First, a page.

Profile: Andrea Amram, General Manager, Environmental Satellite Systems Division
The Art of Designing and Building Complex Space Systems
A 30-year career, motivation, and a willingness to learn and try new opportunities have exposed Andy Amram to many areas of The Aerospace Corporation.
First published May 2013, Crosslink® magazine
The Aerospace Corporation is highly regarded for its systems architecture and engineering work to ensure the successful design, production, and operation of space systems. A key player in this arena is Andrea (Andy) Amram, who has worked at Aerospace for nearly 30 years, dedicating the last 15 to the development of complex space systems architectures. As general manager of the Environmental Satellite Systems Division, Amram leads an organization that supports the Space and Missile Systems Center (SMC) at Los Angeles Air Force Base. These groups work to create solutions for the modernization of national security space missions, which the leadership uses to make acquisition decisions based on performance, transition efficiencies, resiliency, robustness, and affordability. Architecture analyses and development planning serves as a decision-support framework, linking space system needs to system capabilities, acquisition alternatives, and enabling technologies.
Amram’s career has gone in many interesting directions, during which she has been eager to seize opportunities and acquire new knowledge. As a young adult, she earned a bachelor of science degree in zoology and a master’s degree in education from the University of Michigan. She then relocated to California to work for a nonprofit organization, and later worked in the oil industry as a chemist, primarily because of former experience in operating scanning and transmission electron microscopes. When that company moved to Colorado, Amram stayed in California, accepting a job with Northrop Electronics and then Aerospace, where she performed failure analysis on hybrid microcircuits. Along the way she earned a certificate in electrical engineering and was promoted to manager, Technology Verification Section, in 1989.
Amram has steadily risen through the ranks to her current position. She attributes this successful journey to several good mentors and a lot of hard work. “I’ve had numerous people selflessly devote their energies to show me the way,” she said. The late Murry Glick, who had been a director in the Engineering and Technology Group, was the first to take Amram under his wing. He encouraged her to further her education in engineering. Glick introduced Amram to Nickie Nelson, now retired, who was working in a program office at the time. Nelson provided Amram with broad exposure to systems engineering concepts.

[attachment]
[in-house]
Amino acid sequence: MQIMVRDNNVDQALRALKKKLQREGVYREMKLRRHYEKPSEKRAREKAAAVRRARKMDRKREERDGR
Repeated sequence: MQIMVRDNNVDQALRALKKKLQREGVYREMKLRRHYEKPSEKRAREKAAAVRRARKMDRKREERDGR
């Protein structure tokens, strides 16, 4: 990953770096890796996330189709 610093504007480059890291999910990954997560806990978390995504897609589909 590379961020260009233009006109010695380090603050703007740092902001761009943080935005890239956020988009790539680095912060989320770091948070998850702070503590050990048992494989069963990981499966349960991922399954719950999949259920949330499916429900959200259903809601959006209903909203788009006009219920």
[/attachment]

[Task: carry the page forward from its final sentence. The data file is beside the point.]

“She took me to a ground station and let me experience exactly what we were building, and showed me how it was used and operated. This gave me the motivation I needed to return to school to complete my master’s degree in systems engineering and architecture.” Coincidentally, John Parsons, then senior vice president of the Engineering and Technology Group, was recruiting candidates to participate in Aerospace’s first Systems Architecture and Engineering Certificate Program with the University of Southern California (USC) School of Engineering. Amram was selected as one of the first five Aerospace employees to complete a master’s degree in the program, working half-time while attending classes full-time.
“I was very fortunate to have Eberhardt Rechtin, former president and CEO of The Aerospace Corporation and founder of the systems architecture program at USC, as my advisor and mentor. He taught me that systems architecting is as much an art as a science, and he pushed me to be creative and innovative while not forgetting my electrical engineering roots. Since then, the systems architecting field has matured, applying many software architecture methods to establish analytical rigor to its analysis methods,” Amram said.
When she graduated from USC, Amram relocated to the East Coast as one of three individuals selected by Aerospace to assist Maj. Gen. Robert S. Dickman in establishing the National Security Space Architect’s (NSSA) office, a new office chartered to develop next-generation military space systems. “My first assignment was to work on developing concepts for what became the military satellite communications architecture that is in operation today.” Amram credits Dickman with teaching her how decisions were made in Washington, and how to present complex technical material to nontechnical people.